Frequently Asked Questions
Q. When can applications be submitted?
A. The Department accepts applications from September 1 to January 15. For full consideration for the top awards, the preferred deadline is January 5; the official deadline is January 15. Late applications are reviewed, but the opportunity for admission for late applicants is reduced considerably.
Q. Do you admit for winter, spring or summer terms?
A. The Department graduate studies program usually only admits new students for fall semester. On rare occasions students may be accepted for winter, spring, and summer terms. Sometimes it is even possible for newly admitted domestic students to begin paid research early, but their program will usually officially only begin in the fall. If you wish to be considered for off-cycle admission or early research, please contact the assistant graduate coordinator at firstname.lastname@example.org in the department office.
Q. What is the application fee, and do I have to pay it?
A. The application fee is $50. This fee eliminates insincere applicants as well as pays for the processing of your application. In rare cases of extreme hardship, the Deparmtnet may delay the fee until an initial admission decision is made. If you require such a waiver, please contact the assistant graduate coordinator (email@example.com) in the department office.
Q. What is the credential evaluation and is it required?
A. A credential evaluation is required for all international applicants for transcript and degree verification. BYU accepts reports from International Education Research Foundation (IERF) and World Education Services (WES). Because of the high expense for this service, if an applicant does not already have a credential evaluation, the Department reviews each application to the graduate program and then makes an initial admission decision. If an applicant is recommended for admission, the Department instructs the applicant to submit the credential evaluation application, with documentation, to IERF (with the Department paying the cost of submission). In order to expedite this process, applicants should maintain complete, up-to-date documentation for their country.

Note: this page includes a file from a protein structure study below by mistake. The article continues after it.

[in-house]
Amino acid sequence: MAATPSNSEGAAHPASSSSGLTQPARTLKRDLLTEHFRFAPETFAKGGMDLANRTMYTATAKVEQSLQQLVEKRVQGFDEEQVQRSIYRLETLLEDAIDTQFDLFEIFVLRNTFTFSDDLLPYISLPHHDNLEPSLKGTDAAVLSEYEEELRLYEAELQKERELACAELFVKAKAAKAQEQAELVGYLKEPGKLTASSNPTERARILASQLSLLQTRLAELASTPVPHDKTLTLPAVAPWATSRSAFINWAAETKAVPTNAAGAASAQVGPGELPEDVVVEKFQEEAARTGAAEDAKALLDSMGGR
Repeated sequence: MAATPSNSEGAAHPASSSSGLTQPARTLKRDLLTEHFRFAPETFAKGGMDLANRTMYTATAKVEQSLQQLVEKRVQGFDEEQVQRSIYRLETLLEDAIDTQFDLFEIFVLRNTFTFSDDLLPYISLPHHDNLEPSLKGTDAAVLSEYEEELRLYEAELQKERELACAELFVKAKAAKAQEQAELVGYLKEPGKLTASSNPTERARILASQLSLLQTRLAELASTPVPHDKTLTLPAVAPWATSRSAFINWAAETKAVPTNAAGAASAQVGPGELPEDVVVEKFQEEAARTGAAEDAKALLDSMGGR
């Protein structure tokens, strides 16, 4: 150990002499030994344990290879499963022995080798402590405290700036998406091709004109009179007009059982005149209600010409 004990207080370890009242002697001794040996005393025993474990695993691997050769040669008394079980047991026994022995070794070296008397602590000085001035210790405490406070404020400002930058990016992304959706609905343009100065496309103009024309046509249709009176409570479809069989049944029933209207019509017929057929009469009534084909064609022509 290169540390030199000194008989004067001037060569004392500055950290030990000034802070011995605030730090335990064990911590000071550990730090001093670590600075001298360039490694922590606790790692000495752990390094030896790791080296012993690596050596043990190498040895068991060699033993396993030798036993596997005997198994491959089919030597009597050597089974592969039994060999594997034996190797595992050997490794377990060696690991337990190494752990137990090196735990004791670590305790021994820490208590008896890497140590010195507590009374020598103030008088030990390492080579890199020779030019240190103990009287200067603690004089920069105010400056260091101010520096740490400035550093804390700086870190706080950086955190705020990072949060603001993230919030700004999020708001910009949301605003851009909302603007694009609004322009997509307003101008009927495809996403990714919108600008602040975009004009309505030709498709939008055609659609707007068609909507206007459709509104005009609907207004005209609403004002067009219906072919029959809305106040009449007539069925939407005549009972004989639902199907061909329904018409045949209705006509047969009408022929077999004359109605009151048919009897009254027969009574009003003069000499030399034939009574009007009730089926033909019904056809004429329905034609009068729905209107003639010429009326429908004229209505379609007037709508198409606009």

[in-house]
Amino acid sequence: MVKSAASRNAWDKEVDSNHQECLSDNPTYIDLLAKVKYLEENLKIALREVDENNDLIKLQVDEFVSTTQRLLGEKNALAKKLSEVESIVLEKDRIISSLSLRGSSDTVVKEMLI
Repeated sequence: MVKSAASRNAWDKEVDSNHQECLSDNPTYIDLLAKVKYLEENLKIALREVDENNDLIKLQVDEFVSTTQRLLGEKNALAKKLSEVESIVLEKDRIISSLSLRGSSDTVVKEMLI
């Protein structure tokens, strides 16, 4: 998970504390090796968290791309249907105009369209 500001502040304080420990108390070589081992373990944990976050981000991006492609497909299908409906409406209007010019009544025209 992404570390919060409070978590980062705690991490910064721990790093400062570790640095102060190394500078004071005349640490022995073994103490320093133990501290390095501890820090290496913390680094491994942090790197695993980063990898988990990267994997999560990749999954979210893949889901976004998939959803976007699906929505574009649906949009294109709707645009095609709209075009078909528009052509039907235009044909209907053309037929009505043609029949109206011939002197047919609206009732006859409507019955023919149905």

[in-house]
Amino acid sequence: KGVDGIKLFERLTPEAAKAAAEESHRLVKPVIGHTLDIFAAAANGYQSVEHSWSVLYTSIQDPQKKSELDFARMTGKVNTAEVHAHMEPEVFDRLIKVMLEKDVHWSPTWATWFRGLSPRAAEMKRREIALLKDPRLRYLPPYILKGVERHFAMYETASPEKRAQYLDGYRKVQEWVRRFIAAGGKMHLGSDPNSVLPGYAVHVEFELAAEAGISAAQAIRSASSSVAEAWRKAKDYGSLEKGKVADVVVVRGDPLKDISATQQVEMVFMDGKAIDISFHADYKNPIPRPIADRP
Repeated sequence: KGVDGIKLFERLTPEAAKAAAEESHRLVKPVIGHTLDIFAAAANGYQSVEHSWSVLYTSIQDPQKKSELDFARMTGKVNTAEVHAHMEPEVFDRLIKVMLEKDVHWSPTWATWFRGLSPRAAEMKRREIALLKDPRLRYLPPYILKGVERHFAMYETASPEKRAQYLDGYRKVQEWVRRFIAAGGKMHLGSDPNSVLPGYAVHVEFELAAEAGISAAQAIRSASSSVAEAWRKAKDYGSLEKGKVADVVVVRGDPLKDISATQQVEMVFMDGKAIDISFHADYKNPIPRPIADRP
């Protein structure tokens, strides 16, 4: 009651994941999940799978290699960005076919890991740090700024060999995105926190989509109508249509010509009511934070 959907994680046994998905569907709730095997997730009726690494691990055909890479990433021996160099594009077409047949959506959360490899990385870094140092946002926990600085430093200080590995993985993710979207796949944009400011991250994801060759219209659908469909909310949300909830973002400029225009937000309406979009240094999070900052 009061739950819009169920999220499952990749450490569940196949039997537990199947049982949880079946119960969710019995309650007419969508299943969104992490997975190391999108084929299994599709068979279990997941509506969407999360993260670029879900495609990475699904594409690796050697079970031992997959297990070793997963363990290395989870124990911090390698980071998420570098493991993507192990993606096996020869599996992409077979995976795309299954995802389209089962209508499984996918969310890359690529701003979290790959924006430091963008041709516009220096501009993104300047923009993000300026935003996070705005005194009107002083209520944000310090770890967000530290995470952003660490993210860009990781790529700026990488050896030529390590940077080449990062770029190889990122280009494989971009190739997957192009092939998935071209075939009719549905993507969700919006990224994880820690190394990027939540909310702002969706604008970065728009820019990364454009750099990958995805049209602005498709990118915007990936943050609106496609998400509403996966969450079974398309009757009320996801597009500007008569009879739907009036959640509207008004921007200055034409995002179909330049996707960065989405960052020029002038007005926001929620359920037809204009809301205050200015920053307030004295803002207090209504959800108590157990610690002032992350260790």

Q. If I am not a member of the Church of Jesus Christ of Latter-day Saints (LDS), how do I get an ecclesiastical endorsement?
A. You may meet with a member of the clergy of your own church to have your form completed and submitted. If you do not attend an organized religion and live in the United States, you may locate an LDS meetinghouse here and have the bishop or branch president meet with you to complete and submit the form. If you wish, the Department may be able to ask a bishop who employed by the university to conduct the initial interview. If you live outside the US and do not attend an organized religion, you are welcome to have a telephone conversation with the BYU chaplain to discuss the BYU honor code. You can schedule that conversation by writing an email request to firstname.lastname@example.org.
Click here for the ecclesiastical endorsement application form.
Q. What are the admission requirements to the PhD and MS programs in Chemistry and Biochemistry?
A. Click here to view admissions requirements.
Q. How many students do you usually admit?
A. The Department usually accepts about 25 graduate students per year. While admissions have no demographics requirements, usually about half of accepted students are domestic and half are international.
Q. What are the minimum test scores for the GRE, TOEFL and IELTS?
A. GRE: There is no minimum score for the GRE, but the Department's admitted students generally score above 300.
Subject GRE: There is no minimum score for this exam.